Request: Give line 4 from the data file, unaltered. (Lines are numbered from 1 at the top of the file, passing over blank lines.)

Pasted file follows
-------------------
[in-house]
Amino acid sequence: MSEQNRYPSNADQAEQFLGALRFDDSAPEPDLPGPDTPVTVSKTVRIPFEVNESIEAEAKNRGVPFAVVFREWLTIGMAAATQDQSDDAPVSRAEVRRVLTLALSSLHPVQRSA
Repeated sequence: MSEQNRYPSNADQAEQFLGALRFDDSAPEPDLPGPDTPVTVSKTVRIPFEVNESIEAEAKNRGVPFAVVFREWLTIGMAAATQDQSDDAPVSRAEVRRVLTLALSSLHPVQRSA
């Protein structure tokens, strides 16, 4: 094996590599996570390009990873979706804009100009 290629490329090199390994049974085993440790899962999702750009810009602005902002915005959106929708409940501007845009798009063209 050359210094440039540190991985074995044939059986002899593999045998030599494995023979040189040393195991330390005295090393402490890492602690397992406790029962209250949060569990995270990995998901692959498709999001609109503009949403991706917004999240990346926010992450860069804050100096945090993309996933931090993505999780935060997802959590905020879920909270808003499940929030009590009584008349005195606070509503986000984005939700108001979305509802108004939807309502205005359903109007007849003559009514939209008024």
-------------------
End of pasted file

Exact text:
């Protein structure tokens, strides 16, 4: 094996590599996570390009990873979706804009100009 290629490329090199390994049974085993440790899962999702750009810009602005902002915005959106929708409940501007845009798009063209 050359210094440039540190991985074995044939059986002899593999045998030599494995023979040189040393195991330390005295090393402490890492602690397992406790029962209250949060569990995270990995998901692959498709999001609109503009949403991706917004999240990346926010992450860069804050100096945090993309996933931090993505999780935060997802959590905020879920909270808003499940929030009590009584008349005195606070509503986000984005939700108001979305509802108004939807309502205005359903109007007849003559009514939209008024």